MTPR

foster care

Montana Supreme Court Chief Justice Mike McGrath.
Josh Burnham / Montana Public Radio

The head of the Montana Supreme Court says drug and alcohol abuse continues to weigh down the state’s justice system.

Chief Justice Mike McGrath this week delivered the State of Judiciary address to lawmakers of the 66th legislative session.

The rising number of children entering Montana’s foster care system appears to be slowing after years of sharp increases that burdened the state justice system and the caseload of health department workers.

According to the Department of Public Health and Human Services, the increase in the number of kids in foster care is stabilizing after doubling over the last decade.

Caseworkers in Montana’s foster care system are now receiving additional training and consultation on their work with extreme childhood trauma.

Sheila Hogan, director of  Department of Public Health and Human Services, says the new education program, which kicked off in February, will allow the state’s child welfare workers to seek advice from health care professionals on some of their most challenging cases.

Sarah Corbally is an attorney in Helena and previously served as head of Montana’s child and family services division. She’s also on the board of Florence Crittenton.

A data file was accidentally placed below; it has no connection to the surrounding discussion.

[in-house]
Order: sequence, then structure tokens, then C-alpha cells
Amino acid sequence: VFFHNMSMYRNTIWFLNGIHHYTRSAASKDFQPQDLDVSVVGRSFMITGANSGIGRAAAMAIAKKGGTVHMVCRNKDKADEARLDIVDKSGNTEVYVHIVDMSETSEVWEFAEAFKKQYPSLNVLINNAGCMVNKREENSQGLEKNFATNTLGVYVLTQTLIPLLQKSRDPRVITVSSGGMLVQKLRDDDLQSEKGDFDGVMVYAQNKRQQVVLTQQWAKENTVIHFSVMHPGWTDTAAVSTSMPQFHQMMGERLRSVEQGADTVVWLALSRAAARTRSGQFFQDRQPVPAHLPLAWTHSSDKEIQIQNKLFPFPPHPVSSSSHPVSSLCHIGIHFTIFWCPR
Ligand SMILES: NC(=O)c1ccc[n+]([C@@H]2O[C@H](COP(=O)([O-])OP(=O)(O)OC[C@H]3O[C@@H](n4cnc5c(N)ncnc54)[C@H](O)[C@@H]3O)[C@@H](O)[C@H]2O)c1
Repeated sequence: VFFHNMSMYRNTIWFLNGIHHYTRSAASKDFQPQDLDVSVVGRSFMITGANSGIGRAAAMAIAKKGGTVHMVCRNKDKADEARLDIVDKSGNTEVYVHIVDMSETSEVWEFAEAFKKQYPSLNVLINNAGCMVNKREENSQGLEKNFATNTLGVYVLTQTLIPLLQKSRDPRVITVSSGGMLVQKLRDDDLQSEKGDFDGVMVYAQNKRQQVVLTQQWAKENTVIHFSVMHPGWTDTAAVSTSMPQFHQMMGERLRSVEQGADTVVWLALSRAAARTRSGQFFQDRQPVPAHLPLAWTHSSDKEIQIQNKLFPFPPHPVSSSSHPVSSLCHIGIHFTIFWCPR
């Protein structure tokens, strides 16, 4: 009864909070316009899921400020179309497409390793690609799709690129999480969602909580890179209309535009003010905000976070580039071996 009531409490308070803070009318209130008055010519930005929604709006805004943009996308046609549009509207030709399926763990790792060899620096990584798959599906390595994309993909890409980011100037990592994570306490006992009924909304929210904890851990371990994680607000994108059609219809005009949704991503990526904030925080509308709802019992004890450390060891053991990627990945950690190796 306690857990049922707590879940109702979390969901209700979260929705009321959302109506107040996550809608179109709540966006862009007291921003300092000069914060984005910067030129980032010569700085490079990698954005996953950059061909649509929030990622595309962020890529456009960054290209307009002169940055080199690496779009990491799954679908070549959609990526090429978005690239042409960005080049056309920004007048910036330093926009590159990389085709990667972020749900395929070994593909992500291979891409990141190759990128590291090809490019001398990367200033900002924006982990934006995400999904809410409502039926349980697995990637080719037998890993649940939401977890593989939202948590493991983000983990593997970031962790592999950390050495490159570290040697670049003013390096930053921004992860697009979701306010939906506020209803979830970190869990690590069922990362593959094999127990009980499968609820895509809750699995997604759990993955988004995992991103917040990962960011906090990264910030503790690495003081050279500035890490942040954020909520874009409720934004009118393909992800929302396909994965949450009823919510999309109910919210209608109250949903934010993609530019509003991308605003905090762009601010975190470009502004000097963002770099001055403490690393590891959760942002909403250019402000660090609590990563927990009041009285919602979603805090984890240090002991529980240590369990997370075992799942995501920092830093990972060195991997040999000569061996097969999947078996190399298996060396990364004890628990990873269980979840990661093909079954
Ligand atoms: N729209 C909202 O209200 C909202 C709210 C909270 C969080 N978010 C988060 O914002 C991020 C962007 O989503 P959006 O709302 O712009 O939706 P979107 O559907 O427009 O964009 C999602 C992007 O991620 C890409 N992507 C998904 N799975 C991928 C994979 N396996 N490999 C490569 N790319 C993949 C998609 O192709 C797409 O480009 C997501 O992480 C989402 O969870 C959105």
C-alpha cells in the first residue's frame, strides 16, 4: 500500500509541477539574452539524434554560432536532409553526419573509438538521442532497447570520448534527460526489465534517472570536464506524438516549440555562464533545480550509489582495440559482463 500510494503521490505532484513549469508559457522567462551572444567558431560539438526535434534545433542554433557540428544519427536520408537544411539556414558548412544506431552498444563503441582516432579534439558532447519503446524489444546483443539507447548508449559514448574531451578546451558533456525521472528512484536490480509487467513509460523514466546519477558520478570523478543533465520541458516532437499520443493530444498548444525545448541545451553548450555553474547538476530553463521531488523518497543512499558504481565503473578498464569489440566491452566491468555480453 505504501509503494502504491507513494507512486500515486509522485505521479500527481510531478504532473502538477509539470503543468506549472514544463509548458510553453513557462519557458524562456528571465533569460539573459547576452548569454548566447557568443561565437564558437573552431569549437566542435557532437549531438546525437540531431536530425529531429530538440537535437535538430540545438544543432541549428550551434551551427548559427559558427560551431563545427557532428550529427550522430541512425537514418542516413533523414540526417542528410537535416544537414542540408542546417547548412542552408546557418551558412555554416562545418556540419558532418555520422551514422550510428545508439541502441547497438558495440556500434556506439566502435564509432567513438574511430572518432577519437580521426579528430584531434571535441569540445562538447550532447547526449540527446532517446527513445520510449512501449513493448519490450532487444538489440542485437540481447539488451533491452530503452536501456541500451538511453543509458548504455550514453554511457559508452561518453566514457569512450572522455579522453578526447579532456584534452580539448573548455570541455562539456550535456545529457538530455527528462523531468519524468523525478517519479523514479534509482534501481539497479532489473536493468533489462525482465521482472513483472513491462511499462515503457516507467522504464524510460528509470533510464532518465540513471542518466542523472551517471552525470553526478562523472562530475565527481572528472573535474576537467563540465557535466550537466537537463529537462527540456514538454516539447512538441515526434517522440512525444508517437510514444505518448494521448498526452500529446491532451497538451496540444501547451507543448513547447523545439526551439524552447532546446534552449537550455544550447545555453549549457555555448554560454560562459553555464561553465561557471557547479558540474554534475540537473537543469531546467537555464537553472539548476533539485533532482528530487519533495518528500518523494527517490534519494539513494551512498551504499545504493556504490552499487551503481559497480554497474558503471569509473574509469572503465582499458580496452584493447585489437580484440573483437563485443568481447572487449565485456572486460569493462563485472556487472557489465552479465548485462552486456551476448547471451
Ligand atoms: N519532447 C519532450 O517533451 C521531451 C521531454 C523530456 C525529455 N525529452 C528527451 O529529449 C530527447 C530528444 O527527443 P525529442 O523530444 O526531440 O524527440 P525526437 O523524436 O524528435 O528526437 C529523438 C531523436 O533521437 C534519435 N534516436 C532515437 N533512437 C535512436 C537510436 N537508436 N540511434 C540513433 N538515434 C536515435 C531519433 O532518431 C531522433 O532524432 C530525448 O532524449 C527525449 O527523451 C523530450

Corin Cates-Carney

One of the three homes in Montana run by nonprofit organizations that help young moms and their kids stay out of the state’s foster care system closed last week. It was in Billings.

Budget cuts imposed by the state Legislature last year mean the state health department is eliminating more than $1.5 million in funding* for these kinds of organizations, sometimes referred to as "second chance homes."

Shards of methamphetamine hydrochloride, also known as crystal meth.
Radspunk (GFDL)

Montana’s health department is now sharing with prosecutors results of drug toxicology tests conducted on children suspected to have been exposed to drugs. The Department previously didn’t comply with this state law because they said doing so would jeopardize federal funding.

Health Department Director Sheila Hogan gave regional Child and Family Services supervisors Tuesday the go-ahead to share those toxicology reports with county attorneys.

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